You know, he said, There came a time that I ended up dumping all my sponsors and I believe that really raised my credibility.

An eyebrow went up (mine), and he followed with, Yeah, after thatwhenever I offered a client a suggestionthey knew it was because I truly believed in the product, not because of some paycheck.

OK, that was big! Perhaps honor and integrity may have played a small part in forty-five years of success. Ya think?

Back to fishing, the dean squinted a bit, then offered with a bit of passion, Your fish school here. And so do ours at times. One of the biggest mistakes I see is when fishermen pull right up into a school with their big motor. Thats the absolute worst thing you can do if you expect to catch fish.

That got my attention. I can imagine that Jerry and his peers wouldnt dream of torpedoing a school with 250 horses (so common around here) and settling for one fish apiece while they are fleeing for their lives.

Thats like robbing the teller, Jerry mused. I want the whole vault, so ease in and you can continue to work em over.

In my opinion, that single disruptive tactic, that so many on the Lower Coast seem to live by these days (read guides), is actually changing fish behavior. Those big herds of reds pushing water on the flats, which I assume were common eons before humans, are becoming increasingly rare. Some say the legendary acres of tailing reds simply no longer exist, blaming too many doses of 250 ponies.

Freshwater anglers have been well ahead of the saltwater crowd for a good while in many ways. For one, freshwater is simply a bigger overall market and innovations naturally flow in greater number. However, no billion-dollar industry can endure unless its foundation remains solid and the upshot is exceptional stewardship of bass fisheries.

Saltwater anglers remain rooted in filleting and eating their passion while the bass guys quit raiding theirs a long time ago. And while there are certainly many similarities between lake and bay, when it comes to the filleting part, the philosophical distance remains huge.

Jerry says, Nah, we dont eat embut there was a time. We used to clean fifteen per person. Nowadays I dont even own a fillet knife. Theres bigger rewards than that.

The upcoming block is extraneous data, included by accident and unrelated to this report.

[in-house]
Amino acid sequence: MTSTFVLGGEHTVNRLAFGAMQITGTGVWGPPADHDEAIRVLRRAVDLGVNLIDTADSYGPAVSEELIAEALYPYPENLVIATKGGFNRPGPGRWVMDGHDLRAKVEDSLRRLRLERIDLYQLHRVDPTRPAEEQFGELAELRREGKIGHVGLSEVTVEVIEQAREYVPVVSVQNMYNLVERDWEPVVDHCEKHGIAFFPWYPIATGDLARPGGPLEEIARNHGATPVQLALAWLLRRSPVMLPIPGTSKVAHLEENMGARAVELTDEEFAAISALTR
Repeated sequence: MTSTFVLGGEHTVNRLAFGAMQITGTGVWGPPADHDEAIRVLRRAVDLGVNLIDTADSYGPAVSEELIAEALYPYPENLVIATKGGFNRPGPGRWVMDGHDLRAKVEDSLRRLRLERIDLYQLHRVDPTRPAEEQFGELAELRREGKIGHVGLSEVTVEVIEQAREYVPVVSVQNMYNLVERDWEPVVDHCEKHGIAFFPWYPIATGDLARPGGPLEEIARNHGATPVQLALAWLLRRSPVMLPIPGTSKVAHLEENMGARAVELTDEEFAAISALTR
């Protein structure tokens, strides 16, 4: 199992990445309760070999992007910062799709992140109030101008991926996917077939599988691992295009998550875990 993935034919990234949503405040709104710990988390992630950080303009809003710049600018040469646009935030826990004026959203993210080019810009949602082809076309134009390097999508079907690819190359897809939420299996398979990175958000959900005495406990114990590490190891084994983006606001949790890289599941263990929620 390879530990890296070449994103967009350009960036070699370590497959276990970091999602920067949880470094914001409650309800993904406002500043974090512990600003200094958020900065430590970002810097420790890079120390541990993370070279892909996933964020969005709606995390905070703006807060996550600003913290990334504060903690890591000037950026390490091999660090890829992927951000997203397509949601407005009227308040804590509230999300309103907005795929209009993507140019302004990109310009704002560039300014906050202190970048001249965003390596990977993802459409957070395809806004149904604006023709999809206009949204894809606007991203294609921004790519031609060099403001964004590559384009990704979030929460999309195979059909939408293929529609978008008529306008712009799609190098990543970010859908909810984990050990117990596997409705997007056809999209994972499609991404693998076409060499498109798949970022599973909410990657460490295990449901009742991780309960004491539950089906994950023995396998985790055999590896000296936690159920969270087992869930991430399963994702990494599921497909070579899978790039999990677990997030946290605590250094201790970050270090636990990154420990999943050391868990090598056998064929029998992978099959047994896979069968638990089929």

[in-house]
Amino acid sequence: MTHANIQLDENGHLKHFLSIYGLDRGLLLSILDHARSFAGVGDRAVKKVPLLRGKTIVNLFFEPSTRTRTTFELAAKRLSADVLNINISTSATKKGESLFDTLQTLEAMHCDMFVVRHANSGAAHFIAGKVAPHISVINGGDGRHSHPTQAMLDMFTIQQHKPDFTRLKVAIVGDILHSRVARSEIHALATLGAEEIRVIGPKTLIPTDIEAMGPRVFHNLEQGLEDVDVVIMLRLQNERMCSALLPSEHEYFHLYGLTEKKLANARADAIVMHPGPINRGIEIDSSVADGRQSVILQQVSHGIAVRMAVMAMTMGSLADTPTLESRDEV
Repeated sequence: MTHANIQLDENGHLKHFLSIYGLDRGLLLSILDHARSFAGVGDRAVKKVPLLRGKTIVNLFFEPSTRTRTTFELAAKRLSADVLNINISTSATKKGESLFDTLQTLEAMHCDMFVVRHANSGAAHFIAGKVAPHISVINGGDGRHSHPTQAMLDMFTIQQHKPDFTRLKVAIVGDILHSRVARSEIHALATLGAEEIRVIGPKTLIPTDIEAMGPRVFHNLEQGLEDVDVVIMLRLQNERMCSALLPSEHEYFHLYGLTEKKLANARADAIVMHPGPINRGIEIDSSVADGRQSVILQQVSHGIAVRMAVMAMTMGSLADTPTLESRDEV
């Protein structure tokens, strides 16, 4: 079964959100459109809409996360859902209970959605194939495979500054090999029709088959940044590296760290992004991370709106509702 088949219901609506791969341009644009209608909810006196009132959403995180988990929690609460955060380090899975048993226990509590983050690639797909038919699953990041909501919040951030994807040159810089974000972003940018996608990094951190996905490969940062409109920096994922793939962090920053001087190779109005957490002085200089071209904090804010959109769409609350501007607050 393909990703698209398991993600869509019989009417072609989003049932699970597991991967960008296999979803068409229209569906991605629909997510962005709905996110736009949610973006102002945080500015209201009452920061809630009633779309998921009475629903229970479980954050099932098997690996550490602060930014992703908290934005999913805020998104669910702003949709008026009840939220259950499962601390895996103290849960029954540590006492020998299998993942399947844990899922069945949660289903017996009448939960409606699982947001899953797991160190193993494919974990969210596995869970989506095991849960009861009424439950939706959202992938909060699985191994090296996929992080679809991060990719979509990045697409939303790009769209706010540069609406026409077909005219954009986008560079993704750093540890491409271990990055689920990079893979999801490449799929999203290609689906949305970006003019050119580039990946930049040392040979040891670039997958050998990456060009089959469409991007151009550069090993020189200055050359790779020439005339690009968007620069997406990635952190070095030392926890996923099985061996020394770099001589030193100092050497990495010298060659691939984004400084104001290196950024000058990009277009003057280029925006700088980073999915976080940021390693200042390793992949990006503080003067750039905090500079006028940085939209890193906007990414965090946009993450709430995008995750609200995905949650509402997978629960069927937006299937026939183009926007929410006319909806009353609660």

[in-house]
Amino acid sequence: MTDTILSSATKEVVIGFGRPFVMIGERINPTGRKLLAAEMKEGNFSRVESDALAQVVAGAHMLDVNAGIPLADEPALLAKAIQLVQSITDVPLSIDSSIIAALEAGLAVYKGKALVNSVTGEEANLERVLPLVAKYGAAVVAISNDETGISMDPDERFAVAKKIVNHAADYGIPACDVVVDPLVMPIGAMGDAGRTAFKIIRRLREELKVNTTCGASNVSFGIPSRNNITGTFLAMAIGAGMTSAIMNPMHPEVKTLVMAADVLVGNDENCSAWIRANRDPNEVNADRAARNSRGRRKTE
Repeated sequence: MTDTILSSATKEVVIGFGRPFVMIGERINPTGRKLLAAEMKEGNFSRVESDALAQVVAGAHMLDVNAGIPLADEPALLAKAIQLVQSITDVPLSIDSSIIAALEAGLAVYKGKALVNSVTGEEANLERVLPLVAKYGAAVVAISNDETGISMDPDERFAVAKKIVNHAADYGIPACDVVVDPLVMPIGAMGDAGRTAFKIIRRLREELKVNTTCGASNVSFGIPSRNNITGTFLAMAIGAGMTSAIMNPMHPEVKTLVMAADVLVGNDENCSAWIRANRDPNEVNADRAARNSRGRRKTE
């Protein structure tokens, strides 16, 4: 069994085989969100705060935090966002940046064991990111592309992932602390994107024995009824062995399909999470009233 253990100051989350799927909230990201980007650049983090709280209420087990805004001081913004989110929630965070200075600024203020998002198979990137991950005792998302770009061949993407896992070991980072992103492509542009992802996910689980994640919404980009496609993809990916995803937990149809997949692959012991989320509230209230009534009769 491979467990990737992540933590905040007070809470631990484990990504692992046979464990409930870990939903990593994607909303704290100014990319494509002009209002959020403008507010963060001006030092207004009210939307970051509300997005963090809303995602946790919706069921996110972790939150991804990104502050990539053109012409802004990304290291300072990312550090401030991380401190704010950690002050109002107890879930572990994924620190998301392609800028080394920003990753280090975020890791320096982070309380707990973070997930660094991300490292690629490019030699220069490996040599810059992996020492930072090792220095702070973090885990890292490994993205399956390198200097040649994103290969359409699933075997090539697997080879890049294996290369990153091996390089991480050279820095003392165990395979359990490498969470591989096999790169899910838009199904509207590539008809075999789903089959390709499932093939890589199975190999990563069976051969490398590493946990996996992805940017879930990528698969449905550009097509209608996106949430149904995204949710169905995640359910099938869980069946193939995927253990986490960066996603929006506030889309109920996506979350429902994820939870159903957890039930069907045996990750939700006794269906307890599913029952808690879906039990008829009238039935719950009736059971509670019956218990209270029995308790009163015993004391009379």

Our conversation also included bass chaser Carroll Atkinson, Jerrys fellow guide and longtime friend. Both men have probably seen more on the water than I ever will, so I had to ask. Im curious as to how the whole bass fishing culture jumped out of the skillet and is now almost 100% catch and release. What took yall there?

Here came that look again times two.

Jerry thinks it was live-weigh tournaments; the advent of live wells in bass boats. Tournaments became big business, he quipped, and you can take it from there.

Now it was time for me to stare and Carroll seemed confused that Id even asked the question. Sliding forward, and with sincere inland twang, he said; You know, I dont think I can really put my finger on exactly why, but when it started it just kinda kept going. And, he added, Weve been enjoying the success every since.

One more round, so I offered one more questionfor now anyway.

Jerry, you guys have seen in your past a lot of our future. We are still way behind in many respects, so where do you think were going on the coast.

Another boot check. And after a satisfactory inspection, Dunn simply said, Yall are going to go where yall take it, but wherever that is, just remember it just takes one man to start a war. Try to pick the right one.

After finally calling calf-rope on an impressive run of guiding, Jerry hasnt even launched his boat in the four months hes been down here, preferring instead the porch and his cat who he says rules the roost.

I suppose its just his time to kick back and reflect. When its my time, I sure hope I can also say Ive been there and done that. In the meantime Im looking forward to a lot of porch fishing. Weve still got a lot to learn, and yes, Im still listening.